More and more scientists are becoming disenfranchised about the prospect of a long and rewarding academic career. It’s harder than ever to secure an academic position. Even academics are becoming annoyed with the prospect of staying in an academic career – presumably because they looked in the mirror and saw what the physical effects of “success” looked like. I’ve always thought that at the beginning of a science degree academics should line up at the front of the lecture theater so the graduates can see what success really looks like. To me, it kind of looks like heart attack drizzled in sadness with a side of future knee problems.
A 2010 study from the tea sipping, pomp-loving Royal Society in the UK investigated the career prospects for PhD’s. After finishing scones with The Queen and listening to Prince Phillip’s racist jokes, they found that only 0.45 % of PhD graduates ended up with a permanent academic position.
The most “why the fuck did I do this” moment for me came when I found out that 53% of the graduates found a career outside of science. “Fuck me” because science is hard, and even though there’s a bunch of transferable skills that get picked up along the way, lot’s of people (who probably like doing science, because that’s why they did it) end up sat in little grey cubical’s pretending they enjoy instant coffee.
Don’t be sad, just because you are very, very unlikely to find an academic position it doesn’t mean that life hasn’t got more probable surprises in store for you. Here are some fun things are are more likely to happen to you:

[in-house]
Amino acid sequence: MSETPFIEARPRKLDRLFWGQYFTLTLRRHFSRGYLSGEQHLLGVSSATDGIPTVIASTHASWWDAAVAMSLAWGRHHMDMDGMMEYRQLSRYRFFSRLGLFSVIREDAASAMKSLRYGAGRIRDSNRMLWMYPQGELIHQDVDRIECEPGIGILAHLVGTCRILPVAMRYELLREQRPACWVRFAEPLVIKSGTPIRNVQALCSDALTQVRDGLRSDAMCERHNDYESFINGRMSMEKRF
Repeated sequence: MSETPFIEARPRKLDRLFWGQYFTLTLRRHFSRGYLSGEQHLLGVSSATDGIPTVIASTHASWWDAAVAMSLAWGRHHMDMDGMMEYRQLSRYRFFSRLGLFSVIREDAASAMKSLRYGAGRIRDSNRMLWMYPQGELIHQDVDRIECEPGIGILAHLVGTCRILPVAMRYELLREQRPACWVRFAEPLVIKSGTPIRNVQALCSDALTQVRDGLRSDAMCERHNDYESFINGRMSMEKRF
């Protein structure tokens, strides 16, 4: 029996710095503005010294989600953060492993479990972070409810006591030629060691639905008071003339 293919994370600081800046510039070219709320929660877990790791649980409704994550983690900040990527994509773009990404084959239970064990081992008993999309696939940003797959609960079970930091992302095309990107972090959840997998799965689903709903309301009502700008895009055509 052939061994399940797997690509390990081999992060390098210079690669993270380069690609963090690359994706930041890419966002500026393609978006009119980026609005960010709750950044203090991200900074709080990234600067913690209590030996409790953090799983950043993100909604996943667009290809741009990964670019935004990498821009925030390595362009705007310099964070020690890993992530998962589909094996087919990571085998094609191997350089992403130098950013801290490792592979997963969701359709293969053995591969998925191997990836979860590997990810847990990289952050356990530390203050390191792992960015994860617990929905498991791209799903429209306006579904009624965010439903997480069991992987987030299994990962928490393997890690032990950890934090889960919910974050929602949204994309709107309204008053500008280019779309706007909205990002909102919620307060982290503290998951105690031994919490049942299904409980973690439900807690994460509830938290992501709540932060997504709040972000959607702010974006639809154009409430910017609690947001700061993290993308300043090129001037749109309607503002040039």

There is a 1 in 2 (50 %) chance for men and about a 1 in 3 (33 %) chance for women
You have 0.5% chance of being related to Genghis Khan.
— What The F*** Facts (@WhatTheFFacts) March 9, 2016
About 75 % of people are likely to have hemorrhoids at some point in their life.
In Australia between 2010 – 2012, 1.7% of people were considered underweight and, based on the number of chins per capita being greater than 1, this value is likely to only be getting smaller.
Our fat cat mates over at Barclays recon that 1 in 200 (0.5%) of businesses end up making 1 million in their first year.
So, there you have it: start a business and remember to eat lots of fibre. No-one will want to do business with someone who scratches their arse and shuffles in their chair too much. Also, a moment of reflection for hungry, permanent academics with spin-off companies and cancerous hemorrhoids who are related to Genghis Khan – they’re the ones that have been truly blessed!
Support Andy Matter and feel good without having to clean yourself up.
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